Eagle County community leaders detail COVID-19 collaboration | VailDaily.com
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Eagle County community leaders detail COVID-19 collaboration

Vail Health, Colorado Mountain Medical make 'game changer' move to run tests locally to avoid national lab backlog

As part of the collaborative approach to COVID-19 messaging in Eagle County, local hotel rooms have these tent cards that inform guests about local expectations and health orders.
Pam Boyd/pboyd@vaildaily.com

EAGLE — In his introductory remarks for Thursday’s community conversation on COVID-19, Eagle County Manager Jeff Shroll noted the entire nation has been dealing with the pandemic for five months now.

“It feels like five years,” Shroll deadpanned.

From schools to stores to offices to medical facilities, COVID-19 has affected virtually every aspect of normal life. That’s why this week’s discussion featured a diverse group of community leaders:

  • Nadia Guerriero, chief operating officer for Beaver Creek Resort
  • Kristen Pryor, general manager of The Westin Riverfront Resort & Spa
  • Dr. Brooks Bock, chief executive officer for Colorado Mountain Medical
  • Phil Qualman, Eagle County Schools superintendent
  • Julio Jimenez, Vail Daily Vail Vida Latina reporter
  • Jeff Shroll, Eagle County manager

The panel was representative of the local collaborative approach regarding COVID-19.

“It was apparent to us and apparent to everyone in this room that government couldn’t address this thing on its own,” said Shroll. “But we can all try to mitigate the consequences.”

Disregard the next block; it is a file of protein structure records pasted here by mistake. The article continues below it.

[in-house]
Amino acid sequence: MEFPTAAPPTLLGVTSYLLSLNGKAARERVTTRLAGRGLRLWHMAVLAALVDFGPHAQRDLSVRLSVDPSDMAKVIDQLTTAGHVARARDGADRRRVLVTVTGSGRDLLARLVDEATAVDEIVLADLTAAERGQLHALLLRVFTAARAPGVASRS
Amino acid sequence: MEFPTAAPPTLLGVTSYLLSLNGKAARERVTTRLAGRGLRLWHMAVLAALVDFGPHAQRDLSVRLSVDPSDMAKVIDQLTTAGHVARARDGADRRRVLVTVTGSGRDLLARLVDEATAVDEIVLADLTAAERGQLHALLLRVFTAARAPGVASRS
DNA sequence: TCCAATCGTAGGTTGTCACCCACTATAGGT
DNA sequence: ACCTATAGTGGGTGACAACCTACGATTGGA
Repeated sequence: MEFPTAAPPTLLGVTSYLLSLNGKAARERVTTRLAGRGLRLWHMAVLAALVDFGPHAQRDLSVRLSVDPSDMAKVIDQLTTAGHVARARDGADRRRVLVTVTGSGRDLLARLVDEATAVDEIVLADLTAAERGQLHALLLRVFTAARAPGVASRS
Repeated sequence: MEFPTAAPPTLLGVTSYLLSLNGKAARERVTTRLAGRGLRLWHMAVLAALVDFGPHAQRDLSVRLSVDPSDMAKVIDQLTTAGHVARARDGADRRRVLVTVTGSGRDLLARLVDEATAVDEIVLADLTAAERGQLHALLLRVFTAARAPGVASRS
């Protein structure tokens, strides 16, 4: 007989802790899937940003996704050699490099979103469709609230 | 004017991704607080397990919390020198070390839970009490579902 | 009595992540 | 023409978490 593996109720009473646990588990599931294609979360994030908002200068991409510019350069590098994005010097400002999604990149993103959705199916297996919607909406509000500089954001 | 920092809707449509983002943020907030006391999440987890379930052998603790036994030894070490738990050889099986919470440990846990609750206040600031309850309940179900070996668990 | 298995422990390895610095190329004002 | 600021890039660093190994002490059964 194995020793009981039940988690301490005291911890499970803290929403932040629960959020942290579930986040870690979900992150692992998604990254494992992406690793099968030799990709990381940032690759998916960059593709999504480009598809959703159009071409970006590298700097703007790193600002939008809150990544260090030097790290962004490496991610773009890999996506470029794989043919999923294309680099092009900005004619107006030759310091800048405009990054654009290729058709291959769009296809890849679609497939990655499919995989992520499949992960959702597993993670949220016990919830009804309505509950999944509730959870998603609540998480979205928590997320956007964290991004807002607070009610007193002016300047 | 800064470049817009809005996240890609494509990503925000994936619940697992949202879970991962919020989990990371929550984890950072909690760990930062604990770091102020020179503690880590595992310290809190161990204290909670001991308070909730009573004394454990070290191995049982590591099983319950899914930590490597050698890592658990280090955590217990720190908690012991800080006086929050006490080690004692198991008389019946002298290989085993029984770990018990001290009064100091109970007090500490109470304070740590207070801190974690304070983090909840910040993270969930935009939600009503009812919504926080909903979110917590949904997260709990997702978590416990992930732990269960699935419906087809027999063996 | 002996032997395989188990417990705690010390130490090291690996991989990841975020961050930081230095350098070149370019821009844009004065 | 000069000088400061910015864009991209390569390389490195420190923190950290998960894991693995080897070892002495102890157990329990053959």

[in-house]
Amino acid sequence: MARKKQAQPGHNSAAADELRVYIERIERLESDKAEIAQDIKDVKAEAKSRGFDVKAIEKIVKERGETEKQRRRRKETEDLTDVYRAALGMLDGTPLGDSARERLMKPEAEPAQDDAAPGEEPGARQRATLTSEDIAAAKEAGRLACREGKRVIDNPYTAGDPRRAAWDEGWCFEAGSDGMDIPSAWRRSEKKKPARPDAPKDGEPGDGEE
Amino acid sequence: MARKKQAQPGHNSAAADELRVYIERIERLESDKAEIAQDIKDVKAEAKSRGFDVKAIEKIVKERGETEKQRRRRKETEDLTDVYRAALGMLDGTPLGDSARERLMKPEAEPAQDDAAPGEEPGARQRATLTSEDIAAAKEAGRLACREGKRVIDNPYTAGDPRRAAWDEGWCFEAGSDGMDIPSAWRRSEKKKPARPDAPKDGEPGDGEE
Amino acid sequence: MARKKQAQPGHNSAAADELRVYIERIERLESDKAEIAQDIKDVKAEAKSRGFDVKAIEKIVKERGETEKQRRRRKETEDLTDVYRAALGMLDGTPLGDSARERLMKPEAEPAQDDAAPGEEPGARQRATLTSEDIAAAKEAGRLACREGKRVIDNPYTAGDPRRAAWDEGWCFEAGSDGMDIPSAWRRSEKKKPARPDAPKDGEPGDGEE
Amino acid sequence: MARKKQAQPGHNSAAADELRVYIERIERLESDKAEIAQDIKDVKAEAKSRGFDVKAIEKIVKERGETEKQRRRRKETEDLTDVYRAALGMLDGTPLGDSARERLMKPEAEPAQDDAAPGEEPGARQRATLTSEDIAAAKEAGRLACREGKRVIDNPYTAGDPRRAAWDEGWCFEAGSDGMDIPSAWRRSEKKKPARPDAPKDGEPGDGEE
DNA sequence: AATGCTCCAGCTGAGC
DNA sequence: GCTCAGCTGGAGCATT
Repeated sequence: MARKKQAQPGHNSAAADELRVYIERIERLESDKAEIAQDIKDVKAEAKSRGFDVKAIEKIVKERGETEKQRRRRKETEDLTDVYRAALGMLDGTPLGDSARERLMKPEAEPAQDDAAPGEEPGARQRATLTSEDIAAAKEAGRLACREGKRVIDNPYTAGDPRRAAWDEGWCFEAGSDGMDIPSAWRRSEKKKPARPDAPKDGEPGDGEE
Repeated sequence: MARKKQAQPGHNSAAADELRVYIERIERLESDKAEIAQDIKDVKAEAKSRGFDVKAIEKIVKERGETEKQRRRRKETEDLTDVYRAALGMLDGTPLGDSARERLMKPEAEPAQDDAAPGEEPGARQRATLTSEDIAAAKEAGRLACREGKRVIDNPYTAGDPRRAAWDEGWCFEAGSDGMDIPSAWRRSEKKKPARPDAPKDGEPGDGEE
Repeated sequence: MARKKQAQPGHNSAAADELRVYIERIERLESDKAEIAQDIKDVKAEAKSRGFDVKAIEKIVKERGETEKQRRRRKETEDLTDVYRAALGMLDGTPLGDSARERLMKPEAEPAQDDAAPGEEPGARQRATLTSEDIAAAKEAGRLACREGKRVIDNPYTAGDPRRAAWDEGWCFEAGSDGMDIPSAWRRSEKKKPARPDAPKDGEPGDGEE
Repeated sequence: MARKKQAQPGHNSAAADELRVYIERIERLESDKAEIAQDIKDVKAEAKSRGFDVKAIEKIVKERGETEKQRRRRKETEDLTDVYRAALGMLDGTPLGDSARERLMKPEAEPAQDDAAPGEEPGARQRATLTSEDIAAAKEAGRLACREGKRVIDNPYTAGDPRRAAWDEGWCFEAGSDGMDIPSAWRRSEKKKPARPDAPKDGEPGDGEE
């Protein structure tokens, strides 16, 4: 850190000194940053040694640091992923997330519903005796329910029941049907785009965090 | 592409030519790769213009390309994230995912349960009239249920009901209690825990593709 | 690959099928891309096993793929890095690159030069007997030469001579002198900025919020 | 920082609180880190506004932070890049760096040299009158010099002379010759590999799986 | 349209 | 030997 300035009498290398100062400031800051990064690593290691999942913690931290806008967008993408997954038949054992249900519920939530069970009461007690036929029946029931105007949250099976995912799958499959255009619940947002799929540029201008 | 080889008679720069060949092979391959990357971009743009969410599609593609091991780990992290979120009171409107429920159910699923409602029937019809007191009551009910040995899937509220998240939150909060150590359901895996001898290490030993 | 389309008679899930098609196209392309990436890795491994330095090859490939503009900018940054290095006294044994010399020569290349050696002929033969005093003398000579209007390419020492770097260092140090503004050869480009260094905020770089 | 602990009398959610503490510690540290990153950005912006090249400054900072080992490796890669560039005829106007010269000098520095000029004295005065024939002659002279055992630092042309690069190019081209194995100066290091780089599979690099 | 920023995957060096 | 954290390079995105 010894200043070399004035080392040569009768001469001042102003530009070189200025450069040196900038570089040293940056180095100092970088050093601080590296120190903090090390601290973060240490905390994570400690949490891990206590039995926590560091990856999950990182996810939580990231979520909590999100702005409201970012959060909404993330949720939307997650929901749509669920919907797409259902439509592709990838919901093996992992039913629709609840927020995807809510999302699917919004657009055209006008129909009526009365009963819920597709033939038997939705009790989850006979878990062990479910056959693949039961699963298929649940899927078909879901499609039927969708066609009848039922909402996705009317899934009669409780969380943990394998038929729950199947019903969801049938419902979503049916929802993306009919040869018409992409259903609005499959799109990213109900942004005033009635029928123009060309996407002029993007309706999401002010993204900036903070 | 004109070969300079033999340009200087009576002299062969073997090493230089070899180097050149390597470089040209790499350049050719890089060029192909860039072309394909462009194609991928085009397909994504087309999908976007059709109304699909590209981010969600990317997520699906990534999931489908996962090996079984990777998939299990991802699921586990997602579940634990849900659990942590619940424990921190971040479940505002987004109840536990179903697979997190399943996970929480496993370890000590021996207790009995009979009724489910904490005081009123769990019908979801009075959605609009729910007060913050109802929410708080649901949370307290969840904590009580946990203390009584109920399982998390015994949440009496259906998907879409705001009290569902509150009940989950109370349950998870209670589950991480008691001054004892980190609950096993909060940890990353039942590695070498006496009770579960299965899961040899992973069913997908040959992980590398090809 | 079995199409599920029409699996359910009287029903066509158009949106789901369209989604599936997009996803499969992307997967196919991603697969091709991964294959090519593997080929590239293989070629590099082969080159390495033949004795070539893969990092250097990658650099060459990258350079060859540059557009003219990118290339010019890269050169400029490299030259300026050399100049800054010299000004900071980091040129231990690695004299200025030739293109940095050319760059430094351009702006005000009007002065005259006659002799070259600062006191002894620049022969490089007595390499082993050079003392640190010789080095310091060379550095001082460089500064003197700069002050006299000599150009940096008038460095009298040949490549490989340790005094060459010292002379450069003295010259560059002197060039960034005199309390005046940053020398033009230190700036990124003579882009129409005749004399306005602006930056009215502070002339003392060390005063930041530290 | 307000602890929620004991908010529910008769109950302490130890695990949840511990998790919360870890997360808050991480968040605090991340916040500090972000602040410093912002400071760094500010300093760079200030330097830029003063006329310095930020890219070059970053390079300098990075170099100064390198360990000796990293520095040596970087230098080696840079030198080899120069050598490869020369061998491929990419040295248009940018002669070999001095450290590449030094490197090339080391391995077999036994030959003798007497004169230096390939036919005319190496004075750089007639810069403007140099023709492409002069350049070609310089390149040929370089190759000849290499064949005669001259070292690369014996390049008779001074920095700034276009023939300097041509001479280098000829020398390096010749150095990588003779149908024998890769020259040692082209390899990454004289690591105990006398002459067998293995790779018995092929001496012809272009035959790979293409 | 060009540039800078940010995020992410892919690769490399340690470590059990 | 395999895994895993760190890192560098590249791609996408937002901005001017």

As the community looks ahead to its next COVID-19 benchmarks, Shroll said there are two major goals — to safely get kids back in school and to safely open for the 2020-21 ski season. In their remarks, the panel members talked about how their respective organizations will work to achieve those goals.

‘A game changer’

Dr. Bock delivered some welcome news during the session. He noted that nationwide there are problems with the turnaround time for COVID-19 tests. That’s been apparent in Eagle County, where it is taking up to 14 days to get test results.

“Recently we made a decision, Vail Health and Colorado Mountain Medical together, to increase our capacity locally of not only performing the tests but also running the tests locally,” said Dr. Bock. “The difficulty has been we have had to send out the tests to national laboratories.”

Those national laboratories have been overwhelmed as COVID-19 cases mount throughout the United States, which has caused the delay in getting back results in a timely manner, Dr. Bock said. When Vail Health and Colorado Mountain Medical can expand services to include test analysis, the turnaround time should drop to around 48 hours.

Dr. Bock noted that while the change is coming, it is still a few weeks away. In the meantime, he stressed that anyone who is seriously ill can get a rapid result COVID-19 test. “Today we have the capability to do quick turnaround tests. We can get the results with immediacy,” he noted. “But we have a limited number of those tests.”

Shroll noted that the testing turnaround time is the biggest breakdown in the local COVID-19 response. With timelier test result data, Shroll noted local public health officials could better determine the source of infections and target problem areas.

“The fact that Vail Health will do our own testing is a game changer,” said Eagle County Commissioner Jeanne McQueeney, who served as the moderator for the event.

Along with sharing his news about the testing change, Dr. Bock noted that the community will soon enter influenza season “It comes every fall and it is very predictable,” he said. But with the COVID-19 pandemic, Dr. Bock said it is vitally important that people get a flu vaccine this year.